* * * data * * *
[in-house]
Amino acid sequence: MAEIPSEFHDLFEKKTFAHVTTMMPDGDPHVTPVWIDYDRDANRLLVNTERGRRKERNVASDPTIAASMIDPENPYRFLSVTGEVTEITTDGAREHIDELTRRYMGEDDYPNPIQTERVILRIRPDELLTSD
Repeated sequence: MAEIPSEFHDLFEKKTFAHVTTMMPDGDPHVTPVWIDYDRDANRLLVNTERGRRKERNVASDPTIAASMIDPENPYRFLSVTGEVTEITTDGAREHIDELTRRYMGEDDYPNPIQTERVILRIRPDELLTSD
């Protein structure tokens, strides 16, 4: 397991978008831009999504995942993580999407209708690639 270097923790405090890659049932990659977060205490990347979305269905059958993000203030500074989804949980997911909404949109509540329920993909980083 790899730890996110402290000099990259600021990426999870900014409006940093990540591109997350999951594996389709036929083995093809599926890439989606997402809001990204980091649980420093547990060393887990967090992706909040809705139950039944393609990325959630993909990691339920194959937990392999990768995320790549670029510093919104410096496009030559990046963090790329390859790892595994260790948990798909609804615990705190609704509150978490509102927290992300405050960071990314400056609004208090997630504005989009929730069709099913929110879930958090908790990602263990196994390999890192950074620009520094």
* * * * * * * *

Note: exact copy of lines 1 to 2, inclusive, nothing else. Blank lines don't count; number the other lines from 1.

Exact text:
[in-house]
Amino acid sequence: MAEIPSEFHDLFEKKTFAHVTTMMPDGDPHVTPVWIDYDRDANRLLVNTERGRRKERNVASDPTIAASMIDPENPYRFLSVTGEVTEITTDGAREHIDELTRRYMGEDDYPNPIQTERVILRIRPDELLTSD